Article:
A response from Chief Rabbi Sacks to the apartheid lie

Rabbi Jonathon Sacks has written an excellent article, relevant to anti-Israel activity on UK Campuses.    The article, entitled Is academic freedom still honoured in British Universities?, is a powerful response to the anti-Israel intimidation on campus.  It puts academics very much on notice, holding them and university administrators to task.

Rabbi Sacks has published an excellent book, entitled Future Tense; see a review here and here.  Somewhat predictably, Antony Lerman, in the Guardian, is critical.  Rabbi Sacks argues that the Jewish response to anti-semitism, including that which masquerades as anti-Zionism, should be to build alliances and be outwards, rather than turning inward.  He discusses the particularist and universalist aspects of Judaism, and in one paragraph, reminds us that a Jewish teaching is that non-Jews can go to heaven, whereas Christian and Islamic theology are more exclusive.  He notes “Someone once defined a liberal as somebody who can’t even take his own side in an argument and sometimes the defence of British values sounds like that,”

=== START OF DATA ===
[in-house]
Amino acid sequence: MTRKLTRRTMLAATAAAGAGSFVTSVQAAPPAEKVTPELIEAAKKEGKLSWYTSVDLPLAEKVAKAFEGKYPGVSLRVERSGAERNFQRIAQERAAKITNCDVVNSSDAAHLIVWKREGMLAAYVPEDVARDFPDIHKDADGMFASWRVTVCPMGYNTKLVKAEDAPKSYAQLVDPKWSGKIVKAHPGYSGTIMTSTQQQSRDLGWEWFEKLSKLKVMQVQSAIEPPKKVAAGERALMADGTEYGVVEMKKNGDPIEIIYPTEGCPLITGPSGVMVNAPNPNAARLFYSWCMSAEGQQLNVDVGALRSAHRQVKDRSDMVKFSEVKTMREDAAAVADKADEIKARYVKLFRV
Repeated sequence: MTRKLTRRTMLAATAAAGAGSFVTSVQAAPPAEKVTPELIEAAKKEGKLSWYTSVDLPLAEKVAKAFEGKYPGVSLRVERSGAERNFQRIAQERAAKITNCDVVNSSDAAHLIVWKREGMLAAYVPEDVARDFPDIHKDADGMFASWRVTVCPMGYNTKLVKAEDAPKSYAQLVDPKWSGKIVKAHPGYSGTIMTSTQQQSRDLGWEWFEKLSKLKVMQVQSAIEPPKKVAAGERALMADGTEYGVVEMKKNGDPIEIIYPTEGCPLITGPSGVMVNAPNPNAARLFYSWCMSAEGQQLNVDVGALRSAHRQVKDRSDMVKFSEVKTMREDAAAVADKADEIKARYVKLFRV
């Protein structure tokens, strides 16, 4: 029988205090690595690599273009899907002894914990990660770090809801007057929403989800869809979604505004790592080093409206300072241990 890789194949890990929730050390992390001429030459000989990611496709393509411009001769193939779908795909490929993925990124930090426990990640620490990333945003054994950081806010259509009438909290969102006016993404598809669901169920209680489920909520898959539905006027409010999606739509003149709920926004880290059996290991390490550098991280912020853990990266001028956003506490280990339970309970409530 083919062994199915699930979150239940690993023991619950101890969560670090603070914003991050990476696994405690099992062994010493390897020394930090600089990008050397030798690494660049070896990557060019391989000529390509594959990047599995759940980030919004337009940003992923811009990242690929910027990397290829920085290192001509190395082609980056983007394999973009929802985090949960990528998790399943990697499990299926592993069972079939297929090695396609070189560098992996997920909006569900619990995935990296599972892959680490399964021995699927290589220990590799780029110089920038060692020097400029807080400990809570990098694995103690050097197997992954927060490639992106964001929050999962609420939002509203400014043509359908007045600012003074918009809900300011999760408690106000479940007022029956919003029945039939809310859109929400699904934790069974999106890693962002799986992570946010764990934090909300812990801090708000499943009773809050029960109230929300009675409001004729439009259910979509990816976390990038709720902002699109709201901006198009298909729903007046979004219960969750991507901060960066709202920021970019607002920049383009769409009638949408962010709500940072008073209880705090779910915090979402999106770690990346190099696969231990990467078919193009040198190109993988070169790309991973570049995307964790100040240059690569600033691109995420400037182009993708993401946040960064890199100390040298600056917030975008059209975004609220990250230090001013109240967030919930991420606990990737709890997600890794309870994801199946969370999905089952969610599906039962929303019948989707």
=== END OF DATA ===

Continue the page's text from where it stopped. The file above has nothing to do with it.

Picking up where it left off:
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One thought on “A response from Chief Rabbi Sacks to the apartheid lie

  1. I have read Ed Husain’s book The Islamist and it is a must read. Also relevant to the topic is whether we can have any expectations for moral behaviour from Ivory Towers. See reviews of Stephen Norwood’s book “The Third Reich in the Ivory Tower: complicity and conlict on American campuses”. In this book Norwood describes the pro-Nazi behaviour of several elite US universities in the 1930s. Harvard’s president suppressed protests against Nazi atrocities, while Columbia’s president expelled a student who protested against the Nazi book-burning. Jewish refugee academics were not welcome at many elite universities. Today’s freedom for anti-Israel activities on campuses should not then come as a surprise.